While at least 29 state legislatures have postponed or adjourned their sessions, others are continuing to tackle issues related to the pandemic.
In Alaska, the Senate unanimously passed a measure that would provide retroactive unemployment insurance for affected workers.
Lawmakers in Pennsylvania are expected to quickly move a bill that would delay the state’s April 28 primary until June 2. Legislators already have reached an agreement with Democratic Gov. Tom Wolf to postpone the primary, and the measure is expected to get to his desk by week’s end.
Pennsylvania legislators also are drafting consumer and worker protection bills. One would exempt people who are unemployed or laid off from being evicted if the governor has declared a state of emergency. Another would guarantee emergency paid sick leave for employees not covered under a proposed federal bill and require employers to reinstate workers returning from leave.
In New Jersey, the Assembly and Senate passed a measure that would prohibit retail food stores from accepting groceries returned by consumers during and for 30 days after a state of emergency declared in response to the pandemic. The Assembly members who sponsored the bill said they acted after the U.S. Centers for Disease Control and Prevention advised the public that the virus may remain viable on contaminated surfaces for hours or days.
The Assembly and Senate also approved a bill that would require school districts to provide meals or vouchers to students eligible for free and reduced school meals.
States and the federal government rushed to lift restrictions to enable expanded use of telemedicine during the coronavirus pandemic, but barriers remain.
In both Medicare and Medicaid, some limits continue on which settings — such as doctor’s offices versus homes — can receive reimbursement for telemedicine visits, the types of medical providers and services covered and the sorts of technology that can be used.
“There’s no reasoning to it,” said Mary Zelazny, CEO of Finger Lakes Community Health, a health system in upstate New York comprising eight health clinics.
With telemedicine, patients can be seen, referred and treated remotely by medical providers without the danger of exposing either to the virus. Proponents have said telemedicine could be a vital tool in limiting the spread of COVID-19, and according to news reports, its use soared in the early days of the outbreak.
In emergency COVID-19 legislation earlier this month, Congress suspended a Medicare policy that allowed telemedicine reimbursement only for patients living in “physician shortage areas,” which are largely rural regions.
In addition, Congress said Medicare patients could be in their homes for telemedicine visits, not just in medical settings. Lawmakers also expanded the allowable types of technology to include smartphones.
But Congress did not remove a significant restriction, which doesn’t permit Medicare reimbursement to Federally Qualified Health Centers and rural health centers for using telemedicine to treat patients remotely.
“With the coronavirus where you mean to keep people out of the clinic, that just doesn’t make sense,” said Mei Wa Kwong, executive director of the Center for Connected Health Policy, a Sacramento-based organization that advocates for policies that promotes the use of telehealth.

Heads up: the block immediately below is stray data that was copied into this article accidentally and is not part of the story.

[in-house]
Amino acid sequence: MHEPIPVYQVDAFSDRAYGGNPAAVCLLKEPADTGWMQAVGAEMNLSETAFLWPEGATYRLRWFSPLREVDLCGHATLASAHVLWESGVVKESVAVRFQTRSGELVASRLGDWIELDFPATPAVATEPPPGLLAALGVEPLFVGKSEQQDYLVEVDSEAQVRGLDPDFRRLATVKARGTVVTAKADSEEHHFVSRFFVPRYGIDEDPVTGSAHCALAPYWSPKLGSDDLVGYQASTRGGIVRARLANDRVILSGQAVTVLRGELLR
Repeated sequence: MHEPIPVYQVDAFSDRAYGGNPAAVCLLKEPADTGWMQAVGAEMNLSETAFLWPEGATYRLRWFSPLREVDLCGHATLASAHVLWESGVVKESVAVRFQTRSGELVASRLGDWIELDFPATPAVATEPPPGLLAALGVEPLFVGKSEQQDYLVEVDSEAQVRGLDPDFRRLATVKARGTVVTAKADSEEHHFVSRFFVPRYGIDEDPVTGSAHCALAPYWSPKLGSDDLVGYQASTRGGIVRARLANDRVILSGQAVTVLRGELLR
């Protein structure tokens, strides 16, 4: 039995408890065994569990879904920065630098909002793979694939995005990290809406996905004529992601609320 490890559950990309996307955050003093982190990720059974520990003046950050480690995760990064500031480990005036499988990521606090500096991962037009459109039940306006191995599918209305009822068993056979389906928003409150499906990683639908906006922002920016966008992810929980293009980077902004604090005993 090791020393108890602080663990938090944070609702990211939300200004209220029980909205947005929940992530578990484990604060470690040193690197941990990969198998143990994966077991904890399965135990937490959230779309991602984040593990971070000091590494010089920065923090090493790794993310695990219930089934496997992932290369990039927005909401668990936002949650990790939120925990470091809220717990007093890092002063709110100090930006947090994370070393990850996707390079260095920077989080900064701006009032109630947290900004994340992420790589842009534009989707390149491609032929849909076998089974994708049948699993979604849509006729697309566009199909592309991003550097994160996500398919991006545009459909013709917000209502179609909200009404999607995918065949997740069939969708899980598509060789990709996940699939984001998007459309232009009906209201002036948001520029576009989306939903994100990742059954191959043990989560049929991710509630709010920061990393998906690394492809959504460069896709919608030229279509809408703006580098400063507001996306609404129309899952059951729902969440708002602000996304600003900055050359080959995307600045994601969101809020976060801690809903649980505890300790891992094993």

The coronavirus bill now being considered in the Senate would lift that restriction.
At least 36 states have taken steps to expand the use of telemedicine in their Medicaid programs during the coronavirus crisis, according to Jared Augenstein, a director at the consulting and legal firm Manatt Health.
Michigan, for example, is allowing telemedicine visits from a patient’s home. Missouri is waiving a requirement that a patient and provider have had a previous, in-person visit.
Massachusetts required the same payment rate for telemedicine visits as in-person ones. West Virginia, which previously allowed only limited use of telemedicine, has approved its use for virtually all non-emergency care.
And numerous states, including California, Florida, Louisiana and Tennessee, are setting aside licensing requirements to approve residents having telemedicine visits with out-of-state medical providers.
The massive stimulus package Congress is considering to stem the economic fallout from the coronavirus outbreak may pave the way for more aid to farmers.
The Senate bill includes three provisions to shore up the agriculture economy. It would replenish $30 billion in the U.S. Department of Agriculture’s Commodity Credit Corporation, which functions to stabilize farm income and prices.
It also would increase the CCC borrowing authority by $20 billion. And it would enable the USDA to use CCC money to assist livestock producers, who’ve seen cattle prices plummet.
“Our producers are really up against it right now, and the coronavirus pandemic is only compounding the challenges in farm country,” GOP North Dakota Sen. John Hoeven, chairman of the Senate Agriculture Appropriations Committee, said in a statement.
Over the past two years, the USDA has used the CCC to fund programs created to aid farmers hurt by the trade war with China. The bulk has gone to the Market Facilitation Program (MFP), which made direct payments to producers of eligible commodities. Between the MFP and two additional programs, the Trump administration has authorized roughly $28 billion since 2018.
President Donald Trump has teased the possibility of another MFP payment, but USDA Secretary Sonny Perdue has insisted another tranche is unlikely.
The trade war eased in January when Trump and Chinese officials signed a "phase one" deal. The United States lightened some tariffs on Chinese goods, and in return, China promised to increase purchases of U.S. goods and services. This year, the USDA has reported exports to China of sorghum, corn and hard red winter wheat.
On a call with reporters, American Farm Bureau President Zippy Duvall said despite the phase 1 deal, trade has not picked up as fast as expected. Farmers are "getting real close" to needing another MFP payment, Duvall said.
Stateline staff writers Alex Brown, Tim Henderson, Jenni Bergal, Michael Ollove and April Simpson contributed to this report.